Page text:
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Where Are Our Child Stars?

“I believe the children are our future.
Teach them well and let them lead the way.
Show them all the beauty they possess inside.
Give them a sense of pride to make it easier.
Let the children’s laughter remind us how we used to be.”

Greatest Love Of All, Whitney Houston

Children have always played an important role in society. They have an inquisitive nature that directs them to observe society and question things without bias. This includes social norms, taboos, religion, sex, politics and philosophy. In the search for answers, they turn to their parents and teachers. But, in the absence of a safe space for inquisitiveness provided by parents and teachers, they turn to the media. This makes it important for society to make a deliberate effort to engage children and cater to their deep and unique interests. As well as provide them with the tools they need to integrate into society as functional citizens.

Photo: Open Doors

The media’s role in the socialisation of children via TV shows, movies, music, literature and all forms of art can be used to show ideological positions towards the general role of children in society. When they see themselves represented, it gives them a relatable reference point from which they can model their behaviour.

In the last few decades, a few examples of child stars who readily provided this reference point for their peers come to mind. Pre-teen gospel artist, Benita Okojie, rose to nationwide fame off with hits like Child of God and Osemudiamem. She gained massive airplay on radio and TV with little institutional backing even before the viral influence of the internet. Sharon Ezeamaka was her theatrical equivalent, starring in hit Nollywood movies such as Little Angel and TV series like Dear Mother alongside industry heavyweights like Richard Mofe Damijo and Oge Okoye. Olumide Oworu began even earlier than the two girls, starring in the primetime TV drama Everyday People.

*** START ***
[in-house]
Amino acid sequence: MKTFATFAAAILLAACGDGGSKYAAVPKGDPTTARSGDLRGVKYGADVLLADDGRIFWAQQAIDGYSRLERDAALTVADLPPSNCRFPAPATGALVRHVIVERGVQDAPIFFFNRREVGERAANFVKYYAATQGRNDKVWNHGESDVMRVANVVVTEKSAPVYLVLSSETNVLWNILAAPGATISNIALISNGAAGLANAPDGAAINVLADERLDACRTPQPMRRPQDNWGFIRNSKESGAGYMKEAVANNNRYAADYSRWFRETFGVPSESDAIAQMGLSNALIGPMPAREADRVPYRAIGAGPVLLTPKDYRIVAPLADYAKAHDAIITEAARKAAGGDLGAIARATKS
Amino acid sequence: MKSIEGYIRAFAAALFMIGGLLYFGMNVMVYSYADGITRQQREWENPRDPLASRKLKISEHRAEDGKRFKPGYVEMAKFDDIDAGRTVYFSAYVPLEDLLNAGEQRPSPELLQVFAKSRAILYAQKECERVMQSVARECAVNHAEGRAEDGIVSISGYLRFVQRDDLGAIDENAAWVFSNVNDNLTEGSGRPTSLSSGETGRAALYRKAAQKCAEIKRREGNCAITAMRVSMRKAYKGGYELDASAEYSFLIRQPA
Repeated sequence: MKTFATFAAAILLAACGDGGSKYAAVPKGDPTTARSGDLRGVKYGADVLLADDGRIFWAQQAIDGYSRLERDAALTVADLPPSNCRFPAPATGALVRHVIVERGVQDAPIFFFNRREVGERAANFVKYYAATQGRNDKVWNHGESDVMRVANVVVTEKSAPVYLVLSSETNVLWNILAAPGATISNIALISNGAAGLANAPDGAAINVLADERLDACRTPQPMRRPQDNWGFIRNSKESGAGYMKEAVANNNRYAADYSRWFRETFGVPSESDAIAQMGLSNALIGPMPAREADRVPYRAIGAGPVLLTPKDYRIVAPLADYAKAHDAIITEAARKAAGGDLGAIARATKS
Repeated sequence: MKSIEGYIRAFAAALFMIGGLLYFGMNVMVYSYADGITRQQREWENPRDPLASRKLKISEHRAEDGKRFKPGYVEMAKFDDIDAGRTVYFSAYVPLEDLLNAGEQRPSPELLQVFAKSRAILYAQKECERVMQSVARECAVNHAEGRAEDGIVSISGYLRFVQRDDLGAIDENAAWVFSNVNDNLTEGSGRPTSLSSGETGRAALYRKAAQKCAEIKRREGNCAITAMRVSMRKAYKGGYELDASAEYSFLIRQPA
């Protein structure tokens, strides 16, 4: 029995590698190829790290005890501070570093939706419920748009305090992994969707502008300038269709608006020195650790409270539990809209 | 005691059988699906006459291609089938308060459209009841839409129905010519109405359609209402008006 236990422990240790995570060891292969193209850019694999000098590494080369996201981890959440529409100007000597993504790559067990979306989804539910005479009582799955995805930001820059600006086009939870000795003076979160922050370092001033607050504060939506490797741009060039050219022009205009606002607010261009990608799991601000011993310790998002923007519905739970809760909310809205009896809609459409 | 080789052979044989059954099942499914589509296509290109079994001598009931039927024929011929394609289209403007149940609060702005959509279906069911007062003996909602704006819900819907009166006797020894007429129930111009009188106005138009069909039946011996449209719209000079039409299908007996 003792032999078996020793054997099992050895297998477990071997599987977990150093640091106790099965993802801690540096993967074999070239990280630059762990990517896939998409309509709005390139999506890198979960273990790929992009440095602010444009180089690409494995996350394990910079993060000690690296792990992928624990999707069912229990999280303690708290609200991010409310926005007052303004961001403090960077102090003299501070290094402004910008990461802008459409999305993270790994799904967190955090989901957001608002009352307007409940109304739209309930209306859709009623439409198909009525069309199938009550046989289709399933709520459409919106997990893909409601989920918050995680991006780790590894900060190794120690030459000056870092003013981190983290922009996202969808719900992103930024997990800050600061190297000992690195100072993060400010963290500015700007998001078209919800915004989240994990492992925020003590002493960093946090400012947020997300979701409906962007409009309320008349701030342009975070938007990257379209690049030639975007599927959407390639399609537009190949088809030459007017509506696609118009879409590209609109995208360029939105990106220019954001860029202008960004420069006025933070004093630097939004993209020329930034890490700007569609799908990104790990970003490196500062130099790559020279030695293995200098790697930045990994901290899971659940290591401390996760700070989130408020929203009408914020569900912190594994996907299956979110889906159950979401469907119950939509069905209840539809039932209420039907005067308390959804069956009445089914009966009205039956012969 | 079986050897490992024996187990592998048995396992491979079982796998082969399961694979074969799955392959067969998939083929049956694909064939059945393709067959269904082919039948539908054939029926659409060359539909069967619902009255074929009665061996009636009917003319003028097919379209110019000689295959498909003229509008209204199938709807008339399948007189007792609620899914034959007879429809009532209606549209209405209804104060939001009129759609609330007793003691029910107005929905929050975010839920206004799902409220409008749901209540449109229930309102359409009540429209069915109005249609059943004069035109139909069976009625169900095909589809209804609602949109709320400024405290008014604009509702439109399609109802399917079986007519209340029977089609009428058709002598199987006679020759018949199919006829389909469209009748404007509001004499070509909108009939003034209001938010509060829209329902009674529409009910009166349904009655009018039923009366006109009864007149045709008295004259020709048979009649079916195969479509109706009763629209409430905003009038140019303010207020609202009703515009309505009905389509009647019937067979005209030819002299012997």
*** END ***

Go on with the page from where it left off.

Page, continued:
“Everybody searching for a hero.
People need someone to look up to.
I never found anyone who fulfils my needs.
A lonely place to be.
And so I learned to depend on me.”

Greatest Love Of All, Whitney Houston

Yet, in recent years, it has become difficult to find child stars. Why? It seems there are no spaces for children to thrive, even in the entertainment industry. It could be argued that the type of music and movies in high commercial demand is not at par with what we would want or allow our children to create.

Georgiefa singing Halo at The Voice Kids 3 The Blind Auditions. Photo: YouTube

Yet, there are always a few exceptions to the norms like Emmanuella Samuel, also known as Emmanuella. She gained success in skits distributed via mobile phones and the internet. She is the first African to have one million subscribers on her YouTube comedy channel. Yet, her career model is not structured and would prove difficult to replicate and, even if replicated, difficult to monetise.

It is vital that we deliberately create platforms and opportunities for children to represent themselves and their ideas. They deserve to be heard and seen. We owe it their futures and our society depends on it.

Portrait of kids painting themselves with colour paint. Photo: Blue Squid

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